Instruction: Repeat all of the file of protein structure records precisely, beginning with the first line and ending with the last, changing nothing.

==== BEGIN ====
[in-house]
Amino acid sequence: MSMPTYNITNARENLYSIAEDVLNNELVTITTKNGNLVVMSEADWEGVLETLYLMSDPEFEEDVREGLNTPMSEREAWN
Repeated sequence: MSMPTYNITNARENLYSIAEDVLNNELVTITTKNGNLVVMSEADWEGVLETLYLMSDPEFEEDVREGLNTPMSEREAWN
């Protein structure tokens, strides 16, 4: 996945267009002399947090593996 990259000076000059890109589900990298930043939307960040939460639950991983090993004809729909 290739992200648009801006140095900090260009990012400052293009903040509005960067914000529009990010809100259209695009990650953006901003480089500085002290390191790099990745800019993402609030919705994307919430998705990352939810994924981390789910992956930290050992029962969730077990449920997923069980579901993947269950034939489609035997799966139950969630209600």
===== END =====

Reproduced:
[in-house]
Amino acid sequence: MSMPTYNITNARENLYSIAEDVLNNELVTITTKNGNLVVMSEADWEGVLETLYLMSDPEFEEDVREGLNTPMSEREAWN
Repeated sequence: MSMPTYNITNARENLYSIAEDVLNNELVTITTKNGNLVVMSEADWEGVLETLYLMSDPEFEEDVREGLNTPMSEREAWN
């Protein structure tokens, strides 16, 4: 996945267009002399947090593996 990259000076000059890109589900990298930043939307960040939460639950991983090993004809729909 290739992200648009801006140095900090260009990012400052293009903040509005960067914000529009990010809100259209695009990650953006901003480089500085002290390191790099990745800019993402609030919705994307919430998705990352939810994924981390789910992956930290050992029962969730077990449920997923069980579901993947269950034939489609035997799966139950969630209600």